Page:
By James Kiefer
*Ellie Heffernan has previously written for The Local Reporter.
The emotional core of Wednesday evening’s Town Council session saw elected officials dissect issues regarding multiple pedestrian and bicyclist safety incidents. Discussion of the issue included many statements from community members detailing current concerns and other shortfalls facing pedestrians and bicyclists.
Town transportation planning manager Bergen Watterson shared a slide stating that of the 46 crashes involving pedestrians and cyclists in 2021, one resulted in a fatality and seven ended in serious injury. In 2022, cyclist Nicholas Watson was critically injured when he struck the door of a parked car along West Franklin Street. The incident occurred Jan. 25 as Watson was riding an electric bike and the driver opened his door; Watson died Feb. 4.
Chapel Hill police stated last week the driver will not face charges, according to the News & Observer.
“While the numbers have stayed relatively the same, there is a pretty significant increase in serious injuries from 2020 to 2021,” she said, adding that there have been 16 people hit while using a crosswalk in the last year.
Watterson went on to say that while nonwhite persons make up only about 20% of the Town’s population, they make up 41% of pedestrian and bike crash victims.
Police Chief and Community Safety Director Chris Blue added that enforcement efforts on the roadways are only part of a holistic response, along with meaningful environmental and engineering changes.
“We have, however, grown increasingly concerned that while we work on those longer-term solutions, we continue to see disturbing driving behaviors in our community, with sometimes deadly consequences,” he said
Blue said the agency is ramping up enforcement of crosswalk violations, conducting 22 efforts since Feb. 4. Police have issued three citations: one for failure to yield to pedestrians, one for speeding and another for reckless driving.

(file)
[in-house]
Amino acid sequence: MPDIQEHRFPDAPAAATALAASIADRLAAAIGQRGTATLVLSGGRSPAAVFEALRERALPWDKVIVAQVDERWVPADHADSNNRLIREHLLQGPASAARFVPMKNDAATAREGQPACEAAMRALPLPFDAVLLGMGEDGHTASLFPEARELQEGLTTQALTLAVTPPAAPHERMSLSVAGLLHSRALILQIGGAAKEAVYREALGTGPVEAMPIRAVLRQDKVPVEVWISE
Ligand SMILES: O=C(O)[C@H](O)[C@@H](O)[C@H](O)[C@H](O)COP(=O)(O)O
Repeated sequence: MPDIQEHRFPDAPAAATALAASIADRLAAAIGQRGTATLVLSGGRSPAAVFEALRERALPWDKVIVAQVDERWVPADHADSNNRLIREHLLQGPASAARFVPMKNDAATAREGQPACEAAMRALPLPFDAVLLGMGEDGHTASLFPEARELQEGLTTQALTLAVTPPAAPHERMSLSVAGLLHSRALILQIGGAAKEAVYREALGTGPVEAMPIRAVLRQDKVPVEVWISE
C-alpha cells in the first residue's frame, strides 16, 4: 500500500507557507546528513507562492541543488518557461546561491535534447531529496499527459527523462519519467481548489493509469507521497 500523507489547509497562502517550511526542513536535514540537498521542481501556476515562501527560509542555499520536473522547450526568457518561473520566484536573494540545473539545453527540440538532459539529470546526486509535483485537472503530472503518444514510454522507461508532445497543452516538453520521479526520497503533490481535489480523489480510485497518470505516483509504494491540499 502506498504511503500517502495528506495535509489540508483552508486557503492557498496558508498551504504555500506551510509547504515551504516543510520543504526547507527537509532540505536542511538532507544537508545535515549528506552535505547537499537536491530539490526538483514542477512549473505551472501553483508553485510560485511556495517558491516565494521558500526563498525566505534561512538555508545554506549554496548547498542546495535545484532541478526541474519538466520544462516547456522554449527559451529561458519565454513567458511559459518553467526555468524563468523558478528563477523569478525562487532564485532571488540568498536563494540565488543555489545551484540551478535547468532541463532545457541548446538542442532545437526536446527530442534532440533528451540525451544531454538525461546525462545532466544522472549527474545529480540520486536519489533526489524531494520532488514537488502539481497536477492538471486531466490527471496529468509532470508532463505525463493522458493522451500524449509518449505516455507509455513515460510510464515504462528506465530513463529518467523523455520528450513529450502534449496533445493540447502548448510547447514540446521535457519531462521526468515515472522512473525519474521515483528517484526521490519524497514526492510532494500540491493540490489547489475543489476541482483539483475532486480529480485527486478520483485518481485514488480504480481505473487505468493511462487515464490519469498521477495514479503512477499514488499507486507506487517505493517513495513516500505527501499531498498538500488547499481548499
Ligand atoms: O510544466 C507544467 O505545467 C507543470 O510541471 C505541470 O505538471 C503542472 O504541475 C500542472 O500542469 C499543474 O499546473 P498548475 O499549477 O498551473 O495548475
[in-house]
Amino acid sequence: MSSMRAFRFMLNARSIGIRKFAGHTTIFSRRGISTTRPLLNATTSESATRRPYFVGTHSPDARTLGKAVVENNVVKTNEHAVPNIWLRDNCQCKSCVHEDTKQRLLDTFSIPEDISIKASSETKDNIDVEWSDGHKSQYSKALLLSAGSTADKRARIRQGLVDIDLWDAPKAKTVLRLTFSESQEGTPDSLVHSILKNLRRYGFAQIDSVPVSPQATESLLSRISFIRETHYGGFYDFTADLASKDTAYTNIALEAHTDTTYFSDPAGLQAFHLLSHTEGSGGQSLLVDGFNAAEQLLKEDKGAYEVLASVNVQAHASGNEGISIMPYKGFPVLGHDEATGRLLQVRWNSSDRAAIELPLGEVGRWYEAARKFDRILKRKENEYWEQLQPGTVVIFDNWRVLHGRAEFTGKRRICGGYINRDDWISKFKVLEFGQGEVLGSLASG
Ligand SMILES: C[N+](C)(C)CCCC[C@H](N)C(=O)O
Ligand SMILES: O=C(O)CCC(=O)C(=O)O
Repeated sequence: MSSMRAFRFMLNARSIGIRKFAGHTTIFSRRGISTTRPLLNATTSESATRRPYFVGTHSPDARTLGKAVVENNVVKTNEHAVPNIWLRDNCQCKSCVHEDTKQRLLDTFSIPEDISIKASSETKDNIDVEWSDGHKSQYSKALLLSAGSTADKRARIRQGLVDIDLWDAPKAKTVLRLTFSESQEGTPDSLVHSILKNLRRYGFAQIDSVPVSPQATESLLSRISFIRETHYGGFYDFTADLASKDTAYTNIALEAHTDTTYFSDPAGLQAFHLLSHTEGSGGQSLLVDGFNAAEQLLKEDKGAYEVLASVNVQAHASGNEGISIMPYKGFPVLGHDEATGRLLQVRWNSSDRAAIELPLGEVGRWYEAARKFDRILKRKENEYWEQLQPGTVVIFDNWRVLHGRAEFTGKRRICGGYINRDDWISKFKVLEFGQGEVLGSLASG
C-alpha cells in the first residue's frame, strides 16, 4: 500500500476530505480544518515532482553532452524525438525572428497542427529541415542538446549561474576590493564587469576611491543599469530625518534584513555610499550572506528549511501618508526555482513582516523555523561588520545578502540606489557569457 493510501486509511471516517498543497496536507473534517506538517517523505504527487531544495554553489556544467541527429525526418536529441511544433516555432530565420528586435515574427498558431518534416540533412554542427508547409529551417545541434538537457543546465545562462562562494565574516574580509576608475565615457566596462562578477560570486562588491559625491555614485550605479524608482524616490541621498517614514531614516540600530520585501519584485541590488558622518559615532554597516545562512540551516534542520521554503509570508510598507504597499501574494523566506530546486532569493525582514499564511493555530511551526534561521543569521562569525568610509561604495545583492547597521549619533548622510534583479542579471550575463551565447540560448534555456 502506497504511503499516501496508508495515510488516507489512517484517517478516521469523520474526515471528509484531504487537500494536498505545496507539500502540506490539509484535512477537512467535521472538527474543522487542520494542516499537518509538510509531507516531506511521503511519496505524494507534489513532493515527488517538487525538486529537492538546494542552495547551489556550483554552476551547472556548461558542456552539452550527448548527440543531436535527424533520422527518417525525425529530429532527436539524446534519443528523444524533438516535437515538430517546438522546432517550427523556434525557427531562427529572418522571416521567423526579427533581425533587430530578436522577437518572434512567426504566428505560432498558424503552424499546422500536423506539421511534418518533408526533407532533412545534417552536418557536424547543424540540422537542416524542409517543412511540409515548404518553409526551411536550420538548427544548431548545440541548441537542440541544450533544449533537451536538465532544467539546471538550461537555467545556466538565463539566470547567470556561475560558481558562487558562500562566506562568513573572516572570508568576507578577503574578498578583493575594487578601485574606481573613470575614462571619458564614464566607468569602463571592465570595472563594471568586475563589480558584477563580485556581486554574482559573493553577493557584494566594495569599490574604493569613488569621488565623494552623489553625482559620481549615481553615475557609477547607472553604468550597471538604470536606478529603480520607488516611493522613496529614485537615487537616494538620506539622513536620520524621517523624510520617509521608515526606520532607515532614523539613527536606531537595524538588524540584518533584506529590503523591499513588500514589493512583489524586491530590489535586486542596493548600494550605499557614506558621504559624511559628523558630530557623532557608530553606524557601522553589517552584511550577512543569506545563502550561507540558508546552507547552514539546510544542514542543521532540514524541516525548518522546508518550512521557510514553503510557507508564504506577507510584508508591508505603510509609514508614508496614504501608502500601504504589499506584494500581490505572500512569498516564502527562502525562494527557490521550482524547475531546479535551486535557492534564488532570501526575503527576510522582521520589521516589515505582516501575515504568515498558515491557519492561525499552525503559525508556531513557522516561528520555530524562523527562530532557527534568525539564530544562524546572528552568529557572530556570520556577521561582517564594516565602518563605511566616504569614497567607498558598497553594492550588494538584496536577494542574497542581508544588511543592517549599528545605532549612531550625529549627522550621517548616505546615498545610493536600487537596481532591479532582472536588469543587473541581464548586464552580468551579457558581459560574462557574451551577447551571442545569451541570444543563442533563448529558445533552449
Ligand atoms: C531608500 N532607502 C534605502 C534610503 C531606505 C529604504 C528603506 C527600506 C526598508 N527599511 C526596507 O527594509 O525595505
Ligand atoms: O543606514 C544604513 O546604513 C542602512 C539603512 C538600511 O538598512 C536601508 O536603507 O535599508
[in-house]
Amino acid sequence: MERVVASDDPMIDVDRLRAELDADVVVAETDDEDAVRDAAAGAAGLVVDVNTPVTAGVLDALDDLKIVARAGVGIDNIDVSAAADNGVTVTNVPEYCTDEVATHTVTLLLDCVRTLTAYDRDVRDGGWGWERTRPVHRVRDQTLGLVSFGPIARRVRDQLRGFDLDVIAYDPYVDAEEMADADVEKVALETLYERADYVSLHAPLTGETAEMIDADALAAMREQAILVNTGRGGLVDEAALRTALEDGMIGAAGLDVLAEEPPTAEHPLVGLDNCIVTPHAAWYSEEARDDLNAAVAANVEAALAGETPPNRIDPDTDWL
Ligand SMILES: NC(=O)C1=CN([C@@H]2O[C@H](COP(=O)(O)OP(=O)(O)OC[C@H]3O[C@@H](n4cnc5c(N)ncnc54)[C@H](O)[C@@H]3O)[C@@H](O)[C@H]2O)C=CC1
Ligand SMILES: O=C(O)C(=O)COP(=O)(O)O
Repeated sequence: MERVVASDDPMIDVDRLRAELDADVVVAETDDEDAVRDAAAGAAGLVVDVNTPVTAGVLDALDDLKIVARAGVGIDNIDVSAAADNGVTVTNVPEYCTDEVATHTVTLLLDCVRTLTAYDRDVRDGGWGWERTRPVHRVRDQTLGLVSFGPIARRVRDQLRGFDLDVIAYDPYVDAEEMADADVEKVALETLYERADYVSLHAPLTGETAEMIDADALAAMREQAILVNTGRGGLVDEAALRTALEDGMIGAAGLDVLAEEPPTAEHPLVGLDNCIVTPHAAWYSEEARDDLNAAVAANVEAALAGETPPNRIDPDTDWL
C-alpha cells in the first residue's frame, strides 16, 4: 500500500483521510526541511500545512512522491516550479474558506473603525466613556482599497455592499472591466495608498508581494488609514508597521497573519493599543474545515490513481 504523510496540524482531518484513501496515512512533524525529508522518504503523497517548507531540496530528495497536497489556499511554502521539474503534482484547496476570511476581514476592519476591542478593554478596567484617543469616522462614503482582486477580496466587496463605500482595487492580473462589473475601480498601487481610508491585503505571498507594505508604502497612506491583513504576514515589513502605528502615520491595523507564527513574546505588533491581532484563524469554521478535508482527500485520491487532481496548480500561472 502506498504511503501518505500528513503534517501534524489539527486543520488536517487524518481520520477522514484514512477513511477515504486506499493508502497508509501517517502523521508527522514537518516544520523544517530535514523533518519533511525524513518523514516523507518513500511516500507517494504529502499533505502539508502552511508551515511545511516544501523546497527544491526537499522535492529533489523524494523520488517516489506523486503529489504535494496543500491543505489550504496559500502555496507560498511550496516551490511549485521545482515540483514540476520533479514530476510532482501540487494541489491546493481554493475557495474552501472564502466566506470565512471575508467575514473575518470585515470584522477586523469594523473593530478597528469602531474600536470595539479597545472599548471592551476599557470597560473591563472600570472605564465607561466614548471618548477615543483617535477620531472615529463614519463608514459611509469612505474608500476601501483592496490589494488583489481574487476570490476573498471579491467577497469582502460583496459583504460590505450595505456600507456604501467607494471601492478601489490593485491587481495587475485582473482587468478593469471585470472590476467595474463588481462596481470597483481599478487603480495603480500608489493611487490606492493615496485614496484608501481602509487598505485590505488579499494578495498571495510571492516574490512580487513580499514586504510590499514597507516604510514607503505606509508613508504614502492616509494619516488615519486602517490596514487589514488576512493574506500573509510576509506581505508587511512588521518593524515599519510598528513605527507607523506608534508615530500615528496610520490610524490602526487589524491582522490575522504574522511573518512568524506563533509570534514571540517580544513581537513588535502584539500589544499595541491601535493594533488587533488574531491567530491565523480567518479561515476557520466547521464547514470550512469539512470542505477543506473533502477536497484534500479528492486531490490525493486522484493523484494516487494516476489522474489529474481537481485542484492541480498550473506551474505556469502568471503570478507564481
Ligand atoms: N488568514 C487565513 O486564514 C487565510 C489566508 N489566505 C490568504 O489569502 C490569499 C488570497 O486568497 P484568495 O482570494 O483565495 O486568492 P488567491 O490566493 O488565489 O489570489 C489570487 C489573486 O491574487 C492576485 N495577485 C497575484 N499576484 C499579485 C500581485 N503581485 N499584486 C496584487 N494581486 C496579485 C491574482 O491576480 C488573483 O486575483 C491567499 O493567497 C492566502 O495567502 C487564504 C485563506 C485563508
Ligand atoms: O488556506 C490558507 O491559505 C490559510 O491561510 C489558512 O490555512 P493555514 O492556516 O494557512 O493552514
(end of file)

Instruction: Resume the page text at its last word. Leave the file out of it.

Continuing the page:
Watterson added that rectangular rapid flashing beacons (RRFBs) have been added to the crosswalk of Caswell and Estes, where two pedestrians were hit by a vehicle on New Year’s Eve. Other efforts include similar devices slated to be installed at more crosswalks, and adding speed display signs near school zones and checking the overall condition of crosswalk visibility.
Next steps for the Town include coordinating with the North Carolina Department of Transportation on a speed safety study, working with the Highway Safety Research Center on additional safety studies and continuing small-scale pedestrian improvements. The council previously approved Vision Zero, an equity-focused transportation planning initiative that aims to eliminate traffic fatalities and severe injuries.
Staff also noted that Chapel Hill does not have a law penalizing dooring — an incident in which a cyclist or motorcyclist collides with the open door of a parked car. The News & Observer reported that North Carolina is one of eight states without a statewide ordinance addressing such an incident. It further reported that some cities have their own laws on the issue; motorists in Raleigh can be charged with a misdemeanor or even face jail time.